Playwriting

Challenge

I adore a challenge. Let me be specific, I adore a writing challenge. Oh I suppose other kinds of challenge are just fine too. Don’t get all in a huff and think I’m belittling the vast multitudes of challenges. I’m full aware that the mere existence of life for many is a challenge and a half. Let’s let bygones be bygones and agree amongst us that all challenges are in their own way equal and very pretty, and look like they’ve lost some weight. And their peanut allergy is legitimate. And their concerns about red M & M’s are totally justified. What am I talking about?

Challenges. Writing. Got it. It’s just that when I sit down to write something new, I adore the feeling of what can I do that I haven’t done? Can that be done? And if my first thought is – oh there’s no way you can do that! – That’s the direction I want to go in. Frankly, it doesn’t matter if it’s a drama, or something abstract or a simple little comedy. At the beginning, I like there to be a little something-something. Sometimes the challenge I give myself is clear to it’s eventual audience (can you write a musical without an orchestra or a backing track?) Sometimes, it’s clear only to me. Sometimes it works, sometimes it doesn’t. It’s about reaching within the craft. That’s how you get better at what you do.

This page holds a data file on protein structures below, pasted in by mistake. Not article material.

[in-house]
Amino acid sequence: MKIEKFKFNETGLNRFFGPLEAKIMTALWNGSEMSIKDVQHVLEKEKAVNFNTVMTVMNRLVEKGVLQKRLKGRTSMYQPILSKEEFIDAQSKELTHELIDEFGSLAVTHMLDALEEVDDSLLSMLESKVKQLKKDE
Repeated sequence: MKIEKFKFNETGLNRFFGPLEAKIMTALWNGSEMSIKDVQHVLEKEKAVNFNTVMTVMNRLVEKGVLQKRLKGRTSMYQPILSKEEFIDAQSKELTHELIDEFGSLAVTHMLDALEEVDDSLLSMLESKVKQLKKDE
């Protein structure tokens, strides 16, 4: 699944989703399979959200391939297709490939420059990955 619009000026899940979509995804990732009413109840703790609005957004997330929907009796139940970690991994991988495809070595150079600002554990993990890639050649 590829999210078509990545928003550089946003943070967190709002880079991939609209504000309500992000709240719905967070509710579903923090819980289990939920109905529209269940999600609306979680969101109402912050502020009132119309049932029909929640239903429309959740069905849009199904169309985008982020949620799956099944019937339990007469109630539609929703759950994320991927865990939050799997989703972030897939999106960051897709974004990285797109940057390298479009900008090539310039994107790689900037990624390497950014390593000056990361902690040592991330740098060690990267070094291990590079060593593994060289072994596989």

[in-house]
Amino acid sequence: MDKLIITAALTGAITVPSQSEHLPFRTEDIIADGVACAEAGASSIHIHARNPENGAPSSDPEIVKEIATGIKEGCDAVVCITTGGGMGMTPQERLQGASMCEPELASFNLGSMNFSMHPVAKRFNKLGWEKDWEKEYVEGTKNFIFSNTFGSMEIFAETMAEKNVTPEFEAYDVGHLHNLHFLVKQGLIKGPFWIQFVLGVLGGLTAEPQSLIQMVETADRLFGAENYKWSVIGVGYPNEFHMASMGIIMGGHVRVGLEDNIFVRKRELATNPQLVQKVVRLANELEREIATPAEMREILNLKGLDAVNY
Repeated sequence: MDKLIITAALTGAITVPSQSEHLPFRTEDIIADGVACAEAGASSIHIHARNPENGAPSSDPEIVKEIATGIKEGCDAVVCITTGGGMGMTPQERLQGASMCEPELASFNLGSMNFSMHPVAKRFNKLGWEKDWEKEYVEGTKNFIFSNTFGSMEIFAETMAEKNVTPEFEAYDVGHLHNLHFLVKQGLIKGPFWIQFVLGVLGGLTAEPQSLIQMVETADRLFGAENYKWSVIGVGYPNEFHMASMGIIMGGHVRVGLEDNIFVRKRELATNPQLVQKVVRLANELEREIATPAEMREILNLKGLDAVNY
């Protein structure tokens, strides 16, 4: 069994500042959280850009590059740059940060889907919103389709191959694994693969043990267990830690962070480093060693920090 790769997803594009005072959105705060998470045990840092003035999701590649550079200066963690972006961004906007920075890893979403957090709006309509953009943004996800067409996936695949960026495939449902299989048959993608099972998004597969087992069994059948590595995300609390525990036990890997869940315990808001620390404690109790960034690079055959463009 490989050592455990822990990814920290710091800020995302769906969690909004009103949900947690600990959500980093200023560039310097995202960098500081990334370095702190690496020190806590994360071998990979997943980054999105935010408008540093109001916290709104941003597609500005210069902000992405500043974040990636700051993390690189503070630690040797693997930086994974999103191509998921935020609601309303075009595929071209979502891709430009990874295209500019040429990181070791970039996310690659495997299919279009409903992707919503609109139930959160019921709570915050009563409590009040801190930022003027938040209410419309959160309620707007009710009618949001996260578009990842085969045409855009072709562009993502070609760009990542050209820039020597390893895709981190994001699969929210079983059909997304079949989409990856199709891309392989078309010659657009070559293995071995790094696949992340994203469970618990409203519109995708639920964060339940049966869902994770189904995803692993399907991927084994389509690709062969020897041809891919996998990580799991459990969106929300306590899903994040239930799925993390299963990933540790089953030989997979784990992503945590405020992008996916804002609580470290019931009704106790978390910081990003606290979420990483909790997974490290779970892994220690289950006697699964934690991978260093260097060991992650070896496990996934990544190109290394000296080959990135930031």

I’m a week away from a couple of new play workshops on my latest MS piece. It’s about bullying, which all on it’s own is a challenge. It can’t be preachy. It can’t be rainbows. It can’t be hopeless. It can’t tell lies. It can’t talk down. It can’t talk up. It can’t be dire. It can’t be a yuk fest. And 50% of the play won’t have any words like Emotional Baggage.

I’ve already had to go back to the drawing board once with this play – the first workshop was not successful at all. I feel good about what’s coming up, but¬†still have no idea if any of it works practically.

Dr Seuss was once given a challenge by his editor. Write a book using only 50 different words. That’s the vocabulary he had to draw on for the story (as a comparison, The Cat in the Hat used 225 different words).

The book he wrote? Green Eggs and Ham.

What was the last challenge you gave yourself? When was the last time you reached within your craft?

About the author

Lindsay Price